How the heck is an analyst supposed to keep this straight? Airlines do use sophisticated tools to analyze pricing in the marketplace. Some airlines have developed their own tools while others purchase them off the shelf. Presumably some are better than others (it’s been years since I’ve looked at one), but there’s always room for improvement. This, apparently, is the focus of this patent from ATPCO. The press release is fairly vague, but I did have the chance to speak with John Murphy, VP of Technology, Navid Abbassi, Chief Architect, and David Peart, R&D Innovation Architect so I could try to wrap my head around what they’re doing.

So far there aren’t a ton of tools that are out there using this patented technology, but ATPCO has started to develop some. Here’s a look at the Total Price Comparison tool which is the most interesting so far.

This looks at the lowest fare by airline in each market over time, and it includes all surcharges and taxes. Presumably this will also have the ability to do it by fare attribute (carry-on bag, etc) over time. The idea behind the patent is that it can deconstruct and compare fares to each other in real-time based upon the attributes.

ATPCO isn’t interested in this patent just so it can sell some tools, however. This is really a play by ATPCO to remain relevant any way it can. The base functionality of ATPCO as a fare and rule aggregator is a relic from another time. That’s not to say the function isn’t useful, but there’s so much technology today to allow disintermediation that ATPCO has to find a way to stay in the game. It is planning on not only developing its own tools using this technology but also allowing others to develop off this.

I know what you’re saying… “this makes it easier for a pricing analyst, but what the heck do I care?” Well, if pricing analysts can get better information and get a true sense of the dynamics of the market in real time, it should allow them to keep their airline more competitive with others. That doesn’t guarantee fares will come down, but increased competition usually pushes things in that direction.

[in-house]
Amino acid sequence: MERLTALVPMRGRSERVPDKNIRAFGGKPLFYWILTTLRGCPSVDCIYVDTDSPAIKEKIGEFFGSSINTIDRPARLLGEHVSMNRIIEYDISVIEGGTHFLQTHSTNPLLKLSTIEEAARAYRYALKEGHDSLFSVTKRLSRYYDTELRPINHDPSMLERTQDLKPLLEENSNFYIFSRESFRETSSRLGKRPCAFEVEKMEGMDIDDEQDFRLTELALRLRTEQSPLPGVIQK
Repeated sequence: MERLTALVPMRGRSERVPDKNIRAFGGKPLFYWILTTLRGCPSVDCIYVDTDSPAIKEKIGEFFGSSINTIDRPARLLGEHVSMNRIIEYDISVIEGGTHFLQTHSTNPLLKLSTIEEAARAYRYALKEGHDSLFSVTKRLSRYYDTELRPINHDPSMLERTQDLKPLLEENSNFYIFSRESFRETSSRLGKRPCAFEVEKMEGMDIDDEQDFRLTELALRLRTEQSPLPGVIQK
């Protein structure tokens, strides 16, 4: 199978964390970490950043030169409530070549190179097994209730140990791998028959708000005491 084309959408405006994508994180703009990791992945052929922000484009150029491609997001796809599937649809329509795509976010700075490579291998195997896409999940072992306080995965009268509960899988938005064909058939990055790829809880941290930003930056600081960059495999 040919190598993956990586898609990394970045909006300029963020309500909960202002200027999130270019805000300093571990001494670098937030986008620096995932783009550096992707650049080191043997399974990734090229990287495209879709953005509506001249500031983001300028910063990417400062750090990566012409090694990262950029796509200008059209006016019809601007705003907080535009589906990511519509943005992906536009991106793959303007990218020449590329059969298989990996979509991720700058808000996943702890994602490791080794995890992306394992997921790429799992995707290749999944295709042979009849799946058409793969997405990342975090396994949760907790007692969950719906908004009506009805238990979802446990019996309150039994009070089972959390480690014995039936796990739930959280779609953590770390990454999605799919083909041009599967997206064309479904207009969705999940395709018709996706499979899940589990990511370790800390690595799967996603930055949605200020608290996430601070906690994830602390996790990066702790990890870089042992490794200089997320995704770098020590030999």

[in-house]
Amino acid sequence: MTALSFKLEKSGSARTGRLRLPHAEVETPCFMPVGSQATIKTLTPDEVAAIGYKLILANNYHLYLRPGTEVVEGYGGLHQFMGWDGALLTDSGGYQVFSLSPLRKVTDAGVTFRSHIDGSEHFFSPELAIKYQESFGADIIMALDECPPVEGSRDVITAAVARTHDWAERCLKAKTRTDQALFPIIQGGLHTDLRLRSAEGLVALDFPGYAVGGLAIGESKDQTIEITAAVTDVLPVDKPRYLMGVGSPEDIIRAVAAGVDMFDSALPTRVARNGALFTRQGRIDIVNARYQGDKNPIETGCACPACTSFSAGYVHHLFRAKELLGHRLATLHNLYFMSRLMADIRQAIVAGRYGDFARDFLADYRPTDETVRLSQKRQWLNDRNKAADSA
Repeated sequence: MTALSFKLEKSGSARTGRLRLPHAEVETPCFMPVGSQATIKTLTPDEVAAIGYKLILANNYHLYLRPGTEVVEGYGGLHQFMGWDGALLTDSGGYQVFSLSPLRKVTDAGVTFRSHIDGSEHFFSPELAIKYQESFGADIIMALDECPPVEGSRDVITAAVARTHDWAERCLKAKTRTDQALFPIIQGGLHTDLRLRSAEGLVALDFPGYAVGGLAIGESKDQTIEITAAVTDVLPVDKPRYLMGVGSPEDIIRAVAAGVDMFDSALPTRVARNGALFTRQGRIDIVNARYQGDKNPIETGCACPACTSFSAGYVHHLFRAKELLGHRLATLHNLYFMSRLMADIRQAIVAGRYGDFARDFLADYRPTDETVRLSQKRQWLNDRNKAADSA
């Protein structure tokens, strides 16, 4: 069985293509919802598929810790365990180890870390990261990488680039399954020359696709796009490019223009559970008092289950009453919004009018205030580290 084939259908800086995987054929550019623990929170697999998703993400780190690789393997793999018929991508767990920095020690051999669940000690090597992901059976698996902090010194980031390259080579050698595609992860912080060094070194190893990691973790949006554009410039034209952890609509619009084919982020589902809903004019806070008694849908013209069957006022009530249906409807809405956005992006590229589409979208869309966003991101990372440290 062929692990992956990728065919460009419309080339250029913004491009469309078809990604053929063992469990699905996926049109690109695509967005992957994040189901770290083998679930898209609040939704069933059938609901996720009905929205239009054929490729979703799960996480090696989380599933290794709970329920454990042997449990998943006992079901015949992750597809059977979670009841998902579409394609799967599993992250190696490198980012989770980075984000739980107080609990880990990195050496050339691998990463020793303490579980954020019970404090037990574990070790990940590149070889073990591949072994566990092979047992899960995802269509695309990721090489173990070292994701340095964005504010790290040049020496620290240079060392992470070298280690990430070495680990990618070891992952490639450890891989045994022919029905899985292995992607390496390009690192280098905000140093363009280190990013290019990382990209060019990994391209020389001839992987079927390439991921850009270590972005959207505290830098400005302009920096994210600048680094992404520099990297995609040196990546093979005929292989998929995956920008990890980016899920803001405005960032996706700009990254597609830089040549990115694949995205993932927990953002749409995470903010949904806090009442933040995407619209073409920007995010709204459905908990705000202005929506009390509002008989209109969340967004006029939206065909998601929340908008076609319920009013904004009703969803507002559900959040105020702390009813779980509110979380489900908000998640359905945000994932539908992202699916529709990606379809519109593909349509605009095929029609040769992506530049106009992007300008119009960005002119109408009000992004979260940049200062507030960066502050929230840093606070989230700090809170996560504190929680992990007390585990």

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16 comments on “If You Think Fares Are Confusing for Travelers, What About the Poor Pricing Analyst?

  1. I’m not in the airline or tech/IT industries at all, but I just assumed that most airfare pricing these days was aided (at the very least) by a large amount of artificial intelligence and computing power behind the scenes, with analysts helping to set the parameters and approve the recommendations. Obviously a very simplistic layperson’s view, and probably far off, but from what little I understand of AI it seems like airfare/hotel pricing would be a decent use case for it.

    1. Many RM systems do quite a bit in an automated / recommendation approach. You generally see “strategies” set which take various internal metrics – load factor, date, etc. and various external factors like competitive shops, and apply strategy rules to make recommendations for each fare bucket and segment (segment being market segmentation – i.e. retail, opaque, corporate, etc.). Those are then permutated out across all specific products with associated fare rules. An RM Analyst accepts / rejects recommendations based on the strategy and may update it from time-to-time. The goal is to adjust inputs more often than adjusting the strategy. Different strategies can try to maximize total revenue, total profit, marketshare, focus on early or late customers, encourage routings, etc.